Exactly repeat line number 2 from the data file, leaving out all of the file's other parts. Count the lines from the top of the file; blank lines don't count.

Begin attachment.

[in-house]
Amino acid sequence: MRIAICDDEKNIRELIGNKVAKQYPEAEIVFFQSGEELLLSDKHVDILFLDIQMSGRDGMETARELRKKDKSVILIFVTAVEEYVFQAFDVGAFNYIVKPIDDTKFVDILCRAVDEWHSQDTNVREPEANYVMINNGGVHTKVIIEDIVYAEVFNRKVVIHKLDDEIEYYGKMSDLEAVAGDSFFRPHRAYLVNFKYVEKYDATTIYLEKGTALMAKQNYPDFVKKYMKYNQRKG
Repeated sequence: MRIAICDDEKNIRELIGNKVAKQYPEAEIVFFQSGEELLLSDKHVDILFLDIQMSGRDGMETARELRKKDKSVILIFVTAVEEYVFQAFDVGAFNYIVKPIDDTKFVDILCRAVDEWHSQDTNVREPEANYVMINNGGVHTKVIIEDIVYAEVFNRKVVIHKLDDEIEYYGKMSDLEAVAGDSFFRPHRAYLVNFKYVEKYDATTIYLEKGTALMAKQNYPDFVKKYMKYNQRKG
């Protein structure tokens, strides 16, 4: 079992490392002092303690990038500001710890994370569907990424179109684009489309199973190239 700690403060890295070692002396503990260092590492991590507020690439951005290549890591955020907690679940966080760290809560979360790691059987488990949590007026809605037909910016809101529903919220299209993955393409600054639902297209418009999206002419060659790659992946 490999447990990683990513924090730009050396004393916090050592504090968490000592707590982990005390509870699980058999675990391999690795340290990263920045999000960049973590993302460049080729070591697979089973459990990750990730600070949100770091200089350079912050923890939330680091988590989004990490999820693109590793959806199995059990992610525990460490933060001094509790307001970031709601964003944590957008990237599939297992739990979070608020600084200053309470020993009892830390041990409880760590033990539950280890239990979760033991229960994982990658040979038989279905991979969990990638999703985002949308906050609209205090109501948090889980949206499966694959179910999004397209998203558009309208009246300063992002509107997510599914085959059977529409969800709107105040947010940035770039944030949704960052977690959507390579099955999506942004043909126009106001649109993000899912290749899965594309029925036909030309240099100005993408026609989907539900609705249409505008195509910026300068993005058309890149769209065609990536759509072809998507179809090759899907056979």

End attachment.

Amino acid sequence: MRIAICDDEKNIRELIGNKVAKQYPEAEIVFFQSGEELLLSDKHVDILFLDIQMSGRDGMETARELRKKDKSVILIFVTAVEEYVFQAFDVGAFNYIVKPIDDTKFVDILCRAVDEWHSQDTNVREPEANYVMINNGGVHTKVIIEDIVYAEVFNRKVVIHKLDDEIEYYGKMSDLEAVAGDSFFRPHRAYLVNFKYVEKYDATTIYLEKGTALMAKQNYPDFVKKYMKYNQRKG